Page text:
Cody

My son Joe has a little dog named Cody.  He is a little 2 years old, jet black, Miniature Schnauzer.  He’s the kind of little dog whose hair hangs over his black eyes, so it’s hard to see them.  Joe and Cody are together everyday and I can tell you that Joe loves that dog like he was his child.  They have not been separated for more than a few hours in over a year.  Cody was about nine months old when Joe bought him.

Joe and Cody have grown very close but you could say that Cody is a one-person dog.  He is quite skittish around people he doesn’t know—and rightfully so.  He was abused when he was a puppy.  Joe rescued this little guy.

Naturally, when Joe comes out to visit, he brings Cody with him.  We have five grand doggies—Peyton, Dalton, Hunter, Ellie and Cody.  Peyton, Dalton, Hunter & Ellie love being around people.  They were raised that way.  They easily cuddle up with you and are always nudging you with their noses to be petted.  But not Cody—he’s never seemed to be affectionate to me at all.  Except towards Joe.  He is always observing, watching people’s movements.  Many times, you barely notice that he’s there, especially when the other dogs are around.  If you happen to get up quickly, he will run the other way.  He’s very quiet.  But you can see his love for Joe.  He just melts when he’s with him.

I asked Joe several weeks back if he would let us keep Cody for a couple of days.  Kind of like letting Cody come visit his grandparents.  I just wanted to get to know him better, but more importantly—for him to get more comfortable when he was around us.

Joe dropped him off on Sunday night, bringing his food and his little cage.  He stays in that during the days when Joe’s at work.  I think it’s a place that makes him feel both comfortable and secure.  We walked out into our back yard, which is fenced in, and Cody started sniffing around.  When he was out of sight, Joe got up and quickly hurried back into the house and out the front door to go home.  He didn’t want Cody to see him leave.  Cody came back up to us, and started frantically searching for Joe.  He had his nose to the ground and was sniffing all over the place.  We took him in the house after Joe left and he seemed to just panic.  “Where’s my Dad???”  He was running all over the house and looking out the windows.  This was around 6:30 p.m.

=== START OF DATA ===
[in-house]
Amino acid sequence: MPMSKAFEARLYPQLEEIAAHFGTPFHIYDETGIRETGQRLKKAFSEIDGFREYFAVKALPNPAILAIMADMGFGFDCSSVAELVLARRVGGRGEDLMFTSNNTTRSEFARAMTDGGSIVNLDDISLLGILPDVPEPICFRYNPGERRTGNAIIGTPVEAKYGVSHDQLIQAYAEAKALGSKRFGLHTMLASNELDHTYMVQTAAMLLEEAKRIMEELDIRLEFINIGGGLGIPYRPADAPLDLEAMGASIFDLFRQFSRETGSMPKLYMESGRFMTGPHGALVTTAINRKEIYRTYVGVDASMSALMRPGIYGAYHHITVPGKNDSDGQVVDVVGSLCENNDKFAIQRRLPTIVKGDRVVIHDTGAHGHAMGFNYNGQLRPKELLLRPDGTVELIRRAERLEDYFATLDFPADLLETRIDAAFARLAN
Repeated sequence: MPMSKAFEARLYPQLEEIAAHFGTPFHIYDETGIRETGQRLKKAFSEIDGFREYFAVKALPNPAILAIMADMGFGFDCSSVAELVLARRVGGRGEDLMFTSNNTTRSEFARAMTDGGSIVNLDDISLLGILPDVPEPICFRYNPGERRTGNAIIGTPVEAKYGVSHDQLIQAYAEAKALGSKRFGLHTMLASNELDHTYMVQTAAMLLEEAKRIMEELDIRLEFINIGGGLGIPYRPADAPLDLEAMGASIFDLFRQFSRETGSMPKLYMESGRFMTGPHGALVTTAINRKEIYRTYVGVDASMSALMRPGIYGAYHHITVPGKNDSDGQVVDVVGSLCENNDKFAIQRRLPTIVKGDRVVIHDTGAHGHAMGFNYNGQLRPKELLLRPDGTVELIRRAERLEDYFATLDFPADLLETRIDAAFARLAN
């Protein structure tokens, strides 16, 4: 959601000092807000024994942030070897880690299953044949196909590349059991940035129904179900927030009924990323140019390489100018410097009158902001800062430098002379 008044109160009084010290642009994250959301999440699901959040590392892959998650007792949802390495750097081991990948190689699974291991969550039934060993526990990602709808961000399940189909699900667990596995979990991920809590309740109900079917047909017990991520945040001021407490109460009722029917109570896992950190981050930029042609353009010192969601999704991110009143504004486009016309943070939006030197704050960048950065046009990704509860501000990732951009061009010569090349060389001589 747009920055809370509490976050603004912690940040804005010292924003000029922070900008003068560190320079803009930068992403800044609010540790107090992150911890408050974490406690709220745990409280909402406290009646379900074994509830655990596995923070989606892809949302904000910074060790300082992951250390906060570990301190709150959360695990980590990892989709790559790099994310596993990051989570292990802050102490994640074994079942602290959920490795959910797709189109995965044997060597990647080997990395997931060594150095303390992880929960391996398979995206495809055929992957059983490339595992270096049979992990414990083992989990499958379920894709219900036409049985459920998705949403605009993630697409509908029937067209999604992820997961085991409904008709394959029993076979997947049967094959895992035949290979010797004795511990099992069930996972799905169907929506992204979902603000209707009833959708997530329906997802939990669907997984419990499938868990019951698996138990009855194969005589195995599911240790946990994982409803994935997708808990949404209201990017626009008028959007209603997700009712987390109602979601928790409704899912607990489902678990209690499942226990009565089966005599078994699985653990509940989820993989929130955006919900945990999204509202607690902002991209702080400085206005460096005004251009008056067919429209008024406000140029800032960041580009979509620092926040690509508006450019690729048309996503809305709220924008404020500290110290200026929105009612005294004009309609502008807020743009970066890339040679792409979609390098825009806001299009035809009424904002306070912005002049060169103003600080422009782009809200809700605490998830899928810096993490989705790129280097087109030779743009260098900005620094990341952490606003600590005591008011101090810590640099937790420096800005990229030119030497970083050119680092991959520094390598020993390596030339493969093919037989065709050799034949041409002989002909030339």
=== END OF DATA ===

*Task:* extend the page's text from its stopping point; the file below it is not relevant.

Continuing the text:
That night, Cody just couldn’t get calm.  Anytime there was a noise, he would jump up, hoping it was Joe.  He wouldn’t eat anything or drink any water.  We went to bed around 10:00 p.m.

He usually sleeps with Joe so we put him on the bed with us.  That lasted for all of 30 seconds.  We had shut the bedroom door to keep him with us.  He started pawing the door and whimpering for his dad.  Dad wasn’t there.  This was going to be a problem.

I took Cody to the cage, which I’d put in the laundry room, hoping that being in a familiar place would quiet him down.  I shut the door to his crate, and also the door to the laundry room.  But you could hear him several times during the night, crying for Joe.

The next morning, he was very sluggish.  I knew he hadn’t slept well.  Sandy and I usually read the Bible and pray together early in the mornings.  We do this on the living room couch.  As we were sitting there, Cody jumped up and sat with us.  He wanted to be close.  Nice!

Sandy had to go to work, but I was working out of our home that day.  As the hours passed, you could literally feel Cody begin to thaw.  He lay on the rug beside my chair as I worked at my desk and basically became my shadow.  Everywhere I went, he followed.  He began to want to “be” with me.  I kept talking to him in a very quiet, loving way telling him what a good little boy he was.